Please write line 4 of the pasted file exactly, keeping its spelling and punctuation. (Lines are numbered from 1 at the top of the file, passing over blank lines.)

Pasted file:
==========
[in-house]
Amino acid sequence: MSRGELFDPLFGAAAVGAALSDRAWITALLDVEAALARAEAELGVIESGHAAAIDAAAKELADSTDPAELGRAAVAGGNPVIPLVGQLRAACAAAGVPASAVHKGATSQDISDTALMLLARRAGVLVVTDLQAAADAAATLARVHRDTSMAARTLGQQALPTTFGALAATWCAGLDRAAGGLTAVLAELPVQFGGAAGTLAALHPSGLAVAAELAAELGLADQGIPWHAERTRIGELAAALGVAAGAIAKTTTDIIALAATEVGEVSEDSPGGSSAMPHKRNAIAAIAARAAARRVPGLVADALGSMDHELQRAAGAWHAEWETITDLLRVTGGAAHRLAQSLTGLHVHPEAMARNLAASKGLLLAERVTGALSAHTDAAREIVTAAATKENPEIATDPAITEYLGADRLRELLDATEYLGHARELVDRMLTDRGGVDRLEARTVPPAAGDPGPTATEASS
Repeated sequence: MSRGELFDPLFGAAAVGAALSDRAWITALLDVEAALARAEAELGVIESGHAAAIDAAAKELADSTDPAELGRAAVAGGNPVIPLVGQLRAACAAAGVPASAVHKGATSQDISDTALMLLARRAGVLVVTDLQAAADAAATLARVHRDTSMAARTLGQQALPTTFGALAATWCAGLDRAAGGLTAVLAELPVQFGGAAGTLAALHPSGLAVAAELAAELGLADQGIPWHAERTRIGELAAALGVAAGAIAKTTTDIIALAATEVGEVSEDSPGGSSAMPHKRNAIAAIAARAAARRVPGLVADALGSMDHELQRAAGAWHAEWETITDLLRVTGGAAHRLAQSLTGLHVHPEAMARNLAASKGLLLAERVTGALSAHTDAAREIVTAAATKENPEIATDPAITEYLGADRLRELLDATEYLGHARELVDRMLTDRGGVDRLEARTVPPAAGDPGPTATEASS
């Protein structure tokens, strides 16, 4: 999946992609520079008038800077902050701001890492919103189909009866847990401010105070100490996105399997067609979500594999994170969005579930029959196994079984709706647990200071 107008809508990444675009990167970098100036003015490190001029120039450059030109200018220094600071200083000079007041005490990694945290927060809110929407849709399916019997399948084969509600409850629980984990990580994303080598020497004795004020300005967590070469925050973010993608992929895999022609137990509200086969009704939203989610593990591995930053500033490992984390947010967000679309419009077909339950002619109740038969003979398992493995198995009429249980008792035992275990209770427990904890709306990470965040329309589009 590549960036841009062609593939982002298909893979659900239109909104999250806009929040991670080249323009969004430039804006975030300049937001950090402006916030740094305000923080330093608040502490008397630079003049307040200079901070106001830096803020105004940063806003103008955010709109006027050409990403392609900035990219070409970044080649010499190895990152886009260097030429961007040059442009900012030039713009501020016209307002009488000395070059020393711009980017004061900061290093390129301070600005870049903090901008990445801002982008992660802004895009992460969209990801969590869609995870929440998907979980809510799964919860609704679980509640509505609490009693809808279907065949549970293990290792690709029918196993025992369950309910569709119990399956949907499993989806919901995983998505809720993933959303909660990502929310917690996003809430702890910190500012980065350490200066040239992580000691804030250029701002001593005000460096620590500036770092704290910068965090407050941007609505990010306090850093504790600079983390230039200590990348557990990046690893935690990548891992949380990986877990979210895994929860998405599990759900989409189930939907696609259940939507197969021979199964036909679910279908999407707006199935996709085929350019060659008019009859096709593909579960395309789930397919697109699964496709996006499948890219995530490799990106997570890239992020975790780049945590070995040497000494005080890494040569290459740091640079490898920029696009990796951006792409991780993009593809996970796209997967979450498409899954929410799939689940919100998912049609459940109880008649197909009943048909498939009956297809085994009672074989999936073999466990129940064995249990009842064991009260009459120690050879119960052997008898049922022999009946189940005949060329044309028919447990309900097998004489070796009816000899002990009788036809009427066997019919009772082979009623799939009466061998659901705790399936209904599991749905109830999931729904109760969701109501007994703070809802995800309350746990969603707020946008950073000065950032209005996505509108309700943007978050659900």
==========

């Protein structure tokens, strides 16, 4: 999946992609520079008038800077902050701001890492919103189909009866847990401010105070100490996105399997067609979500594999994170969005579930029959196994079984709706647990200071 107008809508990444675009990167970098100036003015490190001029120039450059030109200018220094600071200083000079007041005490990694945290927060809110929407849709399916019997399948084969509600409850629980984990990580994303080598020497004795004020300005967590070469925050973010993608992929895999022609137990509200086969009704939203989610593990591995930053500033490992984390947010967000679309419009077909339950002619109740038969003979398992493995198995009429249980008792035992275990209770427990904890709306990470965040329309589009 590549960036841009062609593939982002298909893979659900239109909104999250806009929040991670080249323009969004430039804006975030300049937001950090402006916030740094305000923080330093608040502490008397630079003049307040200079901070106001830096803020105004940063806003103008955010709109006027050409990403392609900035990219070409970044080649010499190895990152886009260097030429961007040059442009900012030039713009501020016209307002009488000395070059020393711009980017004061900061290093390129301070600005870049903090901008990445801002982008992660802004895009992460969209990801969590869609995870929440998907979980809510799964919860609704679980509640509505609490009693809808279907065949549970293990290792690709029918196993025992369950309910569709119990399956949907499993989806919901995983998505809720993933959303909660990502929310917690996003809430702890910190500012980065350490200066040239992580000691804030250029701002001593005000460096620590500036770092704290910068965090407050941007609505990010306090850093504790600079983390230039200590990348557990990046690893935690990548891992949380990986877990979210895994929860998405599990759900989409189930939907696609259940939507197969021979199964036909679910279908999407707006199935996709085929350019060659008019009859096709593909579960395309789930397919697109699964496709996006499948890219995530490799990106997570890239992020975790780049945590070995040497000494005080890494040569290459740091640079490898920029696009990796951006792409991780993009593809996970796209997967979450498409899954929410799939689940919100998912049609459940109880008649197909009943048909498939009956297809085994009672074989999936073999466990129940064995249990009842064991009260009459120690050879119960052997008898049922022999009946189940005949060329044309028919447990309900097998004489070796009816000899002990009788036809009427066997019919009772082979009623799939009466061998659901705790399936209904599991749905109830999931729904109760969701109501007994703070809802995800309350746990969603707020946008950073000065950032209005996505509108309700943007978050659900």